Marriage and self-giving (Anna Karenina)

I finished reading Anna Karenina a week or so ago. It is a big classic Russian novel (translated into English) written by Leo Tolstoy in the late 19th century – pre communist Russia. The novel follows the lives and loves of two families, Levin and his wife Kitty, and Anna Karinina, her husband Alexey, and her lover, Count Vronsky. In the telling Tolstoy takes in the grand theories of his time about land ownership, farming, politics and family values.

I want to look at the issue of marriage. In the marriage service in the UK, the couple say to each other these words: “all that I am I give to you, all that I have I share with you“

They give themselves to each other. Giving has always been a part of marriage, whether it is families giving their children in marriage, or individuals giving themselves. But the point is the same, in the giving, the couple no longer belong to themselves, but to each other. What was mine becomes ours. What is good for me becomes ‘is it good for us?’. There are shared possessions, shared ideals, shared dreams, shared goals, shared happiness and sadness.

In the book, Kitty initially rebuffed Levins proposal. After a stay away watching a friend look after an elderly and difficult relative – seeing love in action – Kitty understood the ‘given-ness’ of love. Levin and Kitty marry do everything for each other, and are happy. Difficulties do come along. Levin’s brother lay sick and dying and Levin wanted to visit alone, but Kitty insisted on coming. Her support for Levin and care for his brother as he died taught them both about love and was an example of self-giving. Similarly, when a person comes along who threatens to come in between them, they discuss it and decide to ask this person to leave. The marriage was too important for anything to get in between them. The threat is removed. They self-givingly live for the benefit of each other. This is love.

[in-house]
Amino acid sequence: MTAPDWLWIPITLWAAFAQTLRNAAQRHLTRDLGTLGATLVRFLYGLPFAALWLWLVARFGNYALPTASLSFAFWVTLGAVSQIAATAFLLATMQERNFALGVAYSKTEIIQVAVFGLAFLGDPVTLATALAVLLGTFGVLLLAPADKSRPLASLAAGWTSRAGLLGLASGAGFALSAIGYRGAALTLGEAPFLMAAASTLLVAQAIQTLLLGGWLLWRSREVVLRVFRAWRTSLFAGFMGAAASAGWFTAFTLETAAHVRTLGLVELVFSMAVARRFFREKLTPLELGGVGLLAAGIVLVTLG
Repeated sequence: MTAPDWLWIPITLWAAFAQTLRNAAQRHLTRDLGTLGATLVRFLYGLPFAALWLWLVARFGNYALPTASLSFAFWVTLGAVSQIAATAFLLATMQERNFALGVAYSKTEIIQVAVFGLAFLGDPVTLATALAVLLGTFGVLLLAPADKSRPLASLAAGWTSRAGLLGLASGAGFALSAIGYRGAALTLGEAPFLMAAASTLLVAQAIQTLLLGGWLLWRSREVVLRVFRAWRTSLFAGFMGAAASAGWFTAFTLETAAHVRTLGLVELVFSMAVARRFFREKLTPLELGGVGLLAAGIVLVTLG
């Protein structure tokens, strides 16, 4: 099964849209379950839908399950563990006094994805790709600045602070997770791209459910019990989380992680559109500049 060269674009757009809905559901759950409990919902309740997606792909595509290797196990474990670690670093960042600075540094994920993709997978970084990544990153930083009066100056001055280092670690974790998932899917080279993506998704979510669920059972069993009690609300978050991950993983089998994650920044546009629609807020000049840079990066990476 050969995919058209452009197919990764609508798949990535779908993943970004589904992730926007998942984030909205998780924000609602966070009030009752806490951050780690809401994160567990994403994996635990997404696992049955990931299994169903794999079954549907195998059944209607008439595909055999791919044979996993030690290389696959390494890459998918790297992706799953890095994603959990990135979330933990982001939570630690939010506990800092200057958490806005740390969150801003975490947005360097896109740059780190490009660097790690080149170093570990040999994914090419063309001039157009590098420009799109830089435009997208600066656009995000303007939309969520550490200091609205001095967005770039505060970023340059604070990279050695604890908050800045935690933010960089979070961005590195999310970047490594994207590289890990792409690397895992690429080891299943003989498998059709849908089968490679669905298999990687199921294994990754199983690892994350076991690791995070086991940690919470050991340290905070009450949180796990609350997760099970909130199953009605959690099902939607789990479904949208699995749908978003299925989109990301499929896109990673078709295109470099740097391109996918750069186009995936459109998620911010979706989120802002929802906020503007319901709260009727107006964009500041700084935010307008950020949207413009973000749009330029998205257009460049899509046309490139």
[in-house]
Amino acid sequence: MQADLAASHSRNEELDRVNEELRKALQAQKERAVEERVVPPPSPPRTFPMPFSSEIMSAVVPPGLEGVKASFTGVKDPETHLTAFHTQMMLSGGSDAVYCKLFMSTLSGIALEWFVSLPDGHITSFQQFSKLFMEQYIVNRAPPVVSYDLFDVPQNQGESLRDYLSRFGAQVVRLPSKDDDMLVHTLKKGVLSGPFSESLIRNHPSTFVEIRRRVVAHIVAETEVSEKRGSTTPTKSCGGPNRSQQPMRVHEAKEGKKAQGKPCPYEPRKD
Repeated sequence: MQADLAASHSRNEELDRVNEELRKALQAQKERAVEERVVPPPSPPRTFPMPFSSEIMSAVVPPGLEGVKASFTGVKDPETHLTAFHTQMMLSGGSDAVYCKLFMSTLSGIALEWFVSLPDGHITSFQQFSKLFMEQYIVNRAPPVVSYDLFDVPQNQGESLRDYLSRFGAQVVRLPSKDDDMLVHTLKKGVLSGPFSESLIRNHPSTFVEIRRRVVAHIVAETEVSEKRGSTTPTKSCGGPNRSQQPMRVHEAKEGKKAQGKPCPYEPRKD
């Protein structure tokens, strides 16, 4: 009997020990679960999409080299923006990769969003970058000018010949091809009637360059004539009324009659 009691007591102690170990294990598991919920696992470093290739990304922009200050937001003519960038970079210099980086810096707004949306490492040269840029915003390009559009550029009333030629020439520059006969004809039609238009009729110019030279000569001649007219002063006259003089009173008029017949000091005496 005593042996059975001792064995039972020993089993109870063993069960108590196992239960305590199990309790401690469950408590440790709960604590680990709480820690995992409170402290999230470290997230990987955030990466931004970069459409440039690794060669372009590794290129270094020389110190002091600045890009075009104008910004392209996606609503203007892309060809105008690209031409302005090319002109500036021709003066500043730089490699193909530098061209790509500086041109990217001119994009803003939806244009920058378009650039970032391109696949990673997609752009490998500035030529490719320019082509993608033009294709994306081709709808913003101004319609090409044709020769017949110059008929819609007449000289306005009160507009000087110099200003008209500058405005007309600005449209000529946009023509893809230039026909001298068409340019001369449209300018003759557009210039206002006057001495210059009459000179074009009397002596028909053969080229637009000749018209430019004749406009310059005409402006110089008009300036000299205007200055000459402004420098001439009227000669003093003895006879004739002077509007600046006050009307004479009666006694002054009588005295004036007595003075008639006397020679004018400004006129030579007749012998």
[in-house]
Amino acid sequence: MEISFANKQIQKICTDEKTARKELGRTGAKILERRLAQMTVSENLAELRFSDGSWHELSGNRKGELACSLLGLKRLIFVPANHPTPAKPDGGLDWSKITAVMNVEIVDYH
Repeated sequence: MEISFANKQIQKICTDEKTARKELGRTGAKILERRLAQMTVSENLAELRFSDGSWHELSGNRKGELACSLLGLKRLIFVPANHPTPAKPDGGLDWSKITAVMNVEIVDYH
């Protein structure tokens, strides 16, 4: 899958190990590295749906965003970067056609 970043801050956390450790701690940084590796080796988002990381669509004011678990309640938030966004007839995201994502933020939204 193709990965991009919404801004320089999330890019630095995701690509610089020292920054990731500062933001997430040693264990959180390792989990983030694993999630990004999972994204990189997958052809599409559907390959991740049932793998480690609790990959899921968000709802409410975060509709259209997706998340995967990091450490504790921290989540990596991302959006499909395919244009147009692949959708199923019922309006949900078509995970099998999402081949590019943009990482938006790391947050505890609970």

By contrast Anna: near the beginning of the book, Anna is swept off her feet by Count Vronsky. She had never truly had feelings for her husband, whereas in Vronsky there was passion, excitement and what she thought was love, so she leaves Alexey for him. However, as their relationship progresses things deteriorate. Firstly it is little annoyances. Then she is shunned by society and loses her friends. All her worth now rests on Vronsky, and no man is up to that. She starts to become suspicious, accusing, and eventually destroys the relationship and herself.

In that relationship, the given-ness of marriage was not there. They fell into the mistaken thinking that love is about excitement and passion. They were in it for the passion they could get out of it. There was no given-ness, only the expectation of what they could receive from each other. When these impossible ideals were not met, the relationship imploded.

Love involves giving. Marriage is a public declaration and commitment of giving to the other.  All that I am I give to you, all that I have I share with you. In giving ourselves to the other, relationships are set on a firm foundation of a safe and stable place of love that always looks for the benefit of the other first.

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